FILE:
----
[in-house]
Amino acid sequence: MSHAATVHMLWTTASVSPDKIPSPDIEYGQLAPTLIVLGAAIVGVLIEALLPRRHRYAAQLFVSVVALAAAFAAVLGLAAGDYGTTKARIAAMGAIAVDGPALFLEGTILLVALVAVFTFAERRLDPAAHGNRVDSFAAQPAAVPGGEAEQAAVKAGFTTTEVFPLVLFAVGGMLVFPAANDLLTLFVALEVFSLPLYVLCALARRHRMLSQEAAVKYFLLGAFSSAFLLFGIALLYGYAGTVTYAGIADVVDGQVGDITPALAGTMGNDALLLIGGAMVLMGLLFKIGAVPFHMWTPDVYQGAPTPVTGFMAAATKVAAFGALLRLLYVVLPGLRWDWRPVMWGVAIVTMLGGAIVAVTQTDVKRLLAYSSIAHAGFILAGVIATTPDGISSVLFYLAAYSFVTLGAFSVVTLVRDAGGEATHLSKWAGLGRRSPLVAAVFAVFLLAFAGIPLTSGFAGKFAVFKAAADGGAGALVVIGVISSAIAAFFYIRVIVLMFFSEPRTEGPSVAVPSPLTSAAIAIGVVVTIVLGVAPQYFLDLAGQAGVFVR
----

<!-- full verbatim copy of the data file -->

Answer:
[in-house]
Amino acid sequence: MSHAATVHMLWTTASVSPDKIPSPDIEYGQLAPTLIVLGAAIVGVLIEALLPRRHRYAAQLFVSVVALAAAFAAVLGLAAGDYGTTKARIAAMGAIAVDGPALFLEGTILLVALVAVFTFAERRLDPAAHGNRVDSFAAQPAAVPGGEAEQAAVKAGFTTTEVFPLVLFAVGGMLVFPAANDLLTLFVALEVFSLPLYVLCALARRHRMLSQEAAVKYFLLGAFSSAFLLFGIALLYGYAGTVTYAGIADVVDGQVGDITPALAGTMGNDALLLIGGAMVLMGLLFKIGAVPFHMWTPDVYQGAPTPVTGFMAAATKVAAFGALLRLLYVVLPGLRWDWRPVMWGVAIVTMLGGAIVAVTQTDVKRLLAYSSIAHAGFILAGVIATTPDGISSVLFYLAAYSFVTLGAFSVVTLVRDAGGEATHLSKWAGLGRRSPLVAAVFAVFLLAFAGIPLTSGFAGKFAVFKAAADGGAGALVVIGVISSAIAAFFYIRVIVLMFFSEPRTEGPSVAVPSPLTSAAIAIGVVVTIVLGVAPQYFLDLAGQAGVFVR